Until recently, my primary computer was a 14″ Lenovo 720S. It’s a powerful little guy; perhaps not as much as your thick, hefty gaming devices, but capable nonetheless. Portability was a key concern when I was deciding which laptop I should get myself, a little over a year ago, and this notebook ticked nearly all the boxes that I’d borne in mind at the time, with a relatively solid $1000 price tag. I’d still recommend it to anyone looking specifically for a well-built, svelte Windows 10 video machine.
As the year passed, however, the limitations of the laptop – despite its lightweight footprint – became all too apparent.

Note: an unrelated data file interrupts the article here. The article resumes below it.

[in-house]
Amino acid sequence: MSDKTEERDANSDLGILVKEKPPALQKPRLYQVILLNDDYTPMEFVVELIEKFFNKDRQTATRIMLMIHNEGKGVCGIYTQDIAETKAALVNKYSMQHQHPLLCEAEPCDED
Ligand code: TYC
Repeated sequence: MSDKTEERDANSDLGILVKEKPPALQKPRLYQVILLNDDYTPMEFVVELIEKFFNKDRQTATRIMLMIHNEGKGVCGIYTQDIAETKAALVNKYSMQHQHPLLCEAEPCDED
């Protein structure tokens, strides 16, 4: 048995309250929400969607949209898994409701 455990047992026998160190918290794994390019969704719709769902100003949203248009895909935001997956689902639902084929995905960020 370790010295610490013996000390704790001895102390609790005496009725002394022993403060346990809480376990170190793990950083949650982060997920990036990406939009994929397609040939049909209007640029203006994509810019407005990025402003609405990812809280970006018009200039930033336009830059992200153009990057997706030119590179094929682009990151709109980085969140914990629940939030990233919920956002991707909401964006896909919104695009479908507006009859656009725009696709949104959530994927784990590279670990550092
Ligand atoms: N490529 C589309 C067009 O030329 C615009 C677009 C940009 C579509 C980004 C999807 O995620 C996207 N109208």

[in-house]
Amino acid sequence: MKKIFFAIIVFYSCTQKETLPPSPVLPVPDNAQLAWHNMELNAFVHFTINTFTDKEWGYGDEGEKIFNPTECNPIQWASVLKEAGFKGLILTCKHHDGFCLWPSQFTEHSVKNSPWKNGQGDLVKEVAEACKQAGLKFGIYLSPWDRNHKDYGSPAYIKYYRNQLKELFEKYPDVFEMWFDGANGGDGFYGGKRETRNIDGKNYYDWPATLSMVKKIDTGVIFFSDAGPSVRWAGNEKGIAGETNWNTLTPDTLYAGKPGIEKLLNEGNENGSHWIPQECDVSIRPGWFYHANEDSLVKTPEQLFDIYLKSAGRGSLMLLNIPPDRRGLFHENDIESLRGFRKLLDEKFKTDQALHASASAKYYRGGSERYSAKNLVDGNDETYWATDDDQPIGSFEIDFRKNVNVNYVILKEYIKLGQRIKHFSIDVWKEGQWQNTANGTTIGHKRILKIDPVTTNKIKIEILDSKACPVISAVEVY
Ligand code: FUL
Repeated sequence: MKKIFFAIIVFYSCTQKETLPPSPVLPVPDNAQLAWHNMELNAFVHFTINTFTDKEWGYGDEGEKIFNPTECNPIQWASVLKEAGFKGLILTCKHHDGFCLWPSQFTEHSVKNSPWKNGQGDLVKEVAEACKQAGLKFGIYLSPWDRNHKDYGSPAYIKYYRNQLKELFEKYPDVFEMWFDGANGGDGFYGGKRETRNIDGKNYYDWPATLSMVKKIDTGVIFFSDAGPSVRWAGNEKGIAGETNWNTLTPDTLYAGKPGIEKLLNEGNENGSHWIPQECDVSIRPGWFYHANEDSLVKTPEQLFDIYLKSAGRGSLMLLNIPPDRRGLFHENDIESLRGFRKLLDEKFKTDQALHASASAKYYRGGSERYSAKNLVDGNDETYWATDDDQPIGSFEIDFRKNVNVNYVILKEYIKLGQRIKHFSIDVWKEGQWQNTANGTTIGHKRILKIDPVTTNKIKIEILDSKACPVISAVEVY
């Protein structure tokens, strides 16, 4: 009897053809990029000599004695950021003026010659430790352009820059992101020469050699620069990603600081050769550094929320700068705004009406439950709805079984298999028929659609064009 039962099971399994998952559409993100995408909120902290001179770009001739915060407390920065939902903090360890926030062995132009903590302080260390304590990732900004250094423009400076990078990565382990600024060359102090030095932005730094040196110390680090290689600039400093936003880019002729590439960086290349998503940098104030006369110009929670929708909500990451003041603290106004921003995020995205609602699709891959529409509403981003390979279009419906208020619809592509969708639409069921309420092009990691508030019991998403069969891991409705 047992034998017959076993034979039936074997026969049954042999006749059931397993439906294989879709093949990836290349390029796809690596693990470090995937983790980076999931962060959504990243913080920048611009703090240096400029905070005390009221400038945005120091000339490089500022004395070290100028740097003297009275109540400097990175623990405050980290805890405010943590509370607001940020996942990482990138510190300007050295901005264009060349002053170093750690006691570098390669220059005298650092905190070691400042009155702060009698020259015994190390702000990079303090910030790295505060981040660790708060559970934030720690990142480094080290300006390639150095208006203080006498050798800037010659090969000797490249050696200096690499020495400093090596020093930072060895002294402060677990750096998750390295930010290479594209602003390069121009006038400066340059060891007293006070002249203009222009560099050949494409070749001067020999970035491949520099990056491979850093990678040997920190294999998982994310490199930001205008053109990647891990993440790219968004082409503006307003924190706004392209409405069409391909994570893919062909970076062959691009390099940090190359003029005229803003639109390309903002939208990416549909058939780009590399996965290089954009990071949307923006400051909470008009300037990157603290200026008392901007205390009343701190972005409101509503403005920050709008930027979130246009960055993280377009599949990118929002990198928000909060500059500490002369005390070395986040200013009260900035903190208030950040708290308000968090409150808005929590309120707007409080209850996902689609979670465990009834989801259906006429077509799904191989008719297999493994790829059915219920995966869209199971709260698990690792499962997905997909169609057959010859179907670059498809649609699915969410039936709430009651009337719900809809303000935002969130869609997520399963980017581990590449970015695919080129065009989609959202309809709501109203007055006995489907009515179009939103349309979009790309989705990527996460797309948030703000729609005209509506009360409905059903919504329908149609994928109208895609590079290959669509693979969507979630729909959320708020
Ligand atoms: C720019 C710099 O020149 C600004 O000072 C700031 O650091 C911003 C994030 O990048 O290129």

As context for all the non-artists reading this, a standard laptop-based artstation includes:
- The laptop (what a twist, eh?)
- A Wacom tablet of varying sizes
- A mouse (many grow accustomed to laptop trackpads, though, as a result of wanting to deal with fewer components)
- Therefore, a chair and a table that can accommodate all of these things.
If you’re with me so far, you probably realise that this rules out being able to (conveniently) work in, say, trains, airplanes, and even beds, among a plethora of other social scenarios.
So with all of that, I decided to follow in the footsteps of several of my friends and colleagues who’ve made the move towards complementing their respective art workflows with iPads and a miscellany of tablets.
The next post will focus on my selection process for what to buy. Stay tuned!